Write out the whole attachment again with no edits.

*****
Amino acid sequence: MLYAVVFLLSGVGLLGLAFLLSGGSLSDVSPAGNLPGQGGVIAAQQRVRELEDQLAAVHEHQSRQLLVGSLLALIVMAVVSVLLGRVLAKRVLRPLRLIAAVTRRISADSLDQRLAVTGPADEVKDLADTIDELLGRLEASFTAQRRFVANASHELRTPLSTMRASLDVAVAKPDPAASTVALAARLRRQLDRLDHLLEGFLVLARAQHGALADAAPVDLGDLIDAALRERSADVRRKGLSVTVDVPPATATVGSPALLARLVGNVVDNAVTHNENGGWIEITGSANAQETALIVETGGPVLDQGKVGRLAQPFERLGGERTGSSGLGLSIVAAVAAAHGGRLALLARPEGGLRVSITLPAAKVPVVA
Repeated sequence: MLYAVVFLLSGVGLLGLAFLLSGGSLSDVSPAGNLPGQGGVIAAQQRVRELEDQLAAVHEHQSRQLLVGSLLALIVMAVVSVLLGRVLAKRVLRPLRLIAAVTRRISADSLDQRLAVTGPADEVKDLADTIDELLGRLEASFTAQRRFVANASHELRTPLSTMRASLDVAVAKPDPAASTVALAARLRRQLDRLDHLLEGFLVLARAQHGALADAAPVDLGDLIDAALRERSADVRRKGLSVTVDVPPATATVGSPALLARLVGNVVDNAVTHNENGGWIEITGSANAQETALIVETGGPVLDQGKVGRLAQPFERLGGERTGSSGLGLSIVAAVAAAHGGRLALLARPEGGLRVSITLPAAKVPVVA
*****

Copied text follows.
Amino acid sequence: MLYAVVFLLSGVGLLGLAFLLSGGSLSDVSPAGNLPGQGGVIAAQQRVRELEDQLAAVHEHQSRQLLVGSLLALIVMAVVSVLLGRVLAKRVLRPLRLIAAVTRRISADSLDQRLAVTGPADEVKDLADTIDELLGRLEASFTAQRRFVANASHELRTPLSTMRASLDVAVAKPDPAASTVALAARLRRQLDRLDHLLEGFLVLARAQHGALADAAPVDLGDLIDAALRERSADVRRKGLSVTVDVPPATATVGSPALLARLVGNVVDNAVTHNENGGWIEITGSANAQETALIVETGGPVLDQGKVGRLAQPFERLGGERTGSSGLGLSIVAAVAAAHGGRLALLARPEGGLRVSITLPAAKVPVVA
Repeated sequence: MLYAVVFLLSGVGLLGLAFLLSGGSLSDVSPAGNLPGQGGVIAAQQRVRELEDQLAAVHEHQSRQLLVGSLLALIVMAVVSVLLGRVLAKRVLRPLRLIAAVTRRISADSLDQRLAVTGPADEVKDLADTIDELLGRLEASFTAQRRFVANASHELRTPLSTMRASLDVAVAKPDPAASTVALAARLRRQLDRLDHLLEGFLVLARAQHGALADAAPVDLGDLIDAALRERSADVRRKGLSVTVDVPPATATVGSPALLARLVGNVVDNAVTHNENGGWIEITGSANAQETALIVETGGPVLDQGKVGRLAQPFERLGGERTGSSGLGLSIVAAVAAAHGGRLALLARPEGGLRVSITLPAAKVPVVA